Human sexuality is one of the most important aspects of our lives. Regardless of whether we have a partner or not, or of our sexual orientation, this psychological factor affects us greatly in our daily lives. Even asexual people, who do not experience such desire, live in societies where intimate relationships based on sex influence virtually everything around them.
That is why, among other things, studying Sexology as a university or postgraduate specialization can be an interesting option for many people. However, if we sharpen our eyes more, we will be able to find many reasons to opt for this training path. But first, let’s start with the basics.
What is Sexology?
Sexology is the discipline that studies human sexuality , in general, and with all the psychological and biological processes that it has associated. This means that it is a field of research and intervention related especially to the health sciences, but also maintains contact with the social sciences, since the cultural modulates our way of experiencing and expressing sexuality.
Therefore, Sexology can be a path of formation and studies that can be reached through different paths . In many cases, it is a specialization that is reached after having begun more general university studies.
Why study sexology?
Having skills and training in sexology allows one to expand one’s knowledge in health and well-being, and therefore this is a particularly interesting option for students of psychology or medicine .
Below you can find 8 reasons to study Sexology.
1. Provides a more comprehensive view of health
People interested in the world of health can find a powerful ally in Sexology, as it offers a global conception of well-being that focuses not only on disease, but also on the improvement of what is already functional . In this case, it may be the improvement of sexual relations, a habit linked to pleasure and the strengthening of emotional ties.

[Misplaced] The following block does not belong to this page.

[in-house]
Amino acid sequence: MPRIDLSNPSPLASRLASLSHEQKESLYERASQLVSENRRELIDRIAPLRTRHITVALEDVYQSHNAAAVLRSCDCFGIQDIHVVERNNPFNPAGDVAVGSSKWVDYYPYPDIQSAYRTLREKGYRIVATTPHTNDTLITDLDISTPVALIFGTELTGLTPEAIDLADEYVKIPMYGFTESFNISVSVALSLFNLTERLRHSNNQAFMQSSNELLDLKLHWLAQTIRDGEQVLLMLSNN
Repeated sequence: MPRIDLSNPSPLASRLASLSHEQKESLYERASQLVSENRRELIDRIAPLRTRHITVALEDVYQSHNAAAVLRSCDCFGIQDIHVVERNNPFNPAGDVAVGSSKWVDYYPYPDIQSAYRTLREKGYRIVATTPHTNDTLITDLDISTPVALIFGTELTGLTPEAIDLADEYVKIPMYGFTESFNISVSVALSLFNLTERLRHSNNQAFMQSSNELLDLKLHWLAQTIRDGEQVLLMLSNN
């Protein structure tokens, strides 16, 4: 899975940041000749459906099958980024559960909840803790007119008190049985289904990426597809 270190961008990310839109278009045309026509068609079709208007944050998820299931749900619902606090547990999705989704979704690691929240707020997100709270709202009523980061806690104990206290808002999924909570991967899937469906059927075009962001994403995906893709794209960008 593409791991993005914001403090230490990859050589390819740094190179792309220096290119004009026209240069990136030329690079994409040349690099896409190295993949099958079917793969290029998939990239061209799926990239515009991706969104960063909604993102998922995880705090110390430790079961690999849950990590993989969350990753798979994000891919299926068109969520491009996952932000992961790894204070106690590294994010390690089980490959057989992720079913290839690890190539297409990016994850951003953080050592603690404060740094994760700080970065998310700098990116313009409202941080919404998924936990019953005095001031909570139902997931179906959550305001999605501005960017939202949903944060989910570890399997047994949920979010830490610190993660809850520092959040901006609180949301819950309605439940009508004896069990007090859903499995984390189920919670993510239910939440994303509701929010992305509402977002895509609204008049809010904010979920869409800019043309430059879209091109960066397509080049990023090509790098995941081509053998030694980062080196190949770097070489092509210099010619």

2. Helps break the information blockade
Sex remains a taboo subject even in Western societies, and this contributes to misinformation about this facet of our lives. That is why studying sexology has beneficial social effects, since it helps reliable information about the subject to circulate and spread through the culture.
3. It allows us to get to know each other better
Much of sexuality is related to sensations, emotions and subjectivity. Therefore, training in sexology allows us to know ourselves better and to link knowledge to our own experiences.
4. It offers the power to break down myths
Sex has also been modulated from a phallocentric and macho view of relationships, and so studying Sexology helps to debunk many myths about how sexuality should be experienced. In a way, serves to break down structures of domination of women and of minorities such as homosexuals or bisexuals.
5. It is a good complement to couples therapy
If you are a psychologist, training in sexology can offer you the possibility of treating a wider range of problems, so that you can intervene both in the kind of problems related to this specific area of health and in the psychological aspects of marital crises and lack of self-esteem that are often associated with the former.
6. You can work on sex education
Sexology not only has a clinical part, but also offers the possibility of focusing on the education of children and young people and the prevention of sexually transmitted diseases , unwanted pregnancies, etc. This professional outlet is very useful for professionals whose work brings them into contact with schools and institutes, such as educational psychologists.
7. Allows a better understanding of society
As we have seen, sexuality is everywhere: in advertisements, in the division of labour, in design and rituals, etc. Therefore, studying Sexology is a way to better understand the way in which cultures modulate the way in which this area of life is experienced. This is an especially interesting option for social psychologists and anthropologists .
8. Helps to better understand the body
Students coming from careers such as medicine or biomedicine can better understand the biological and physiological processes that intervene in the way sexuality is lived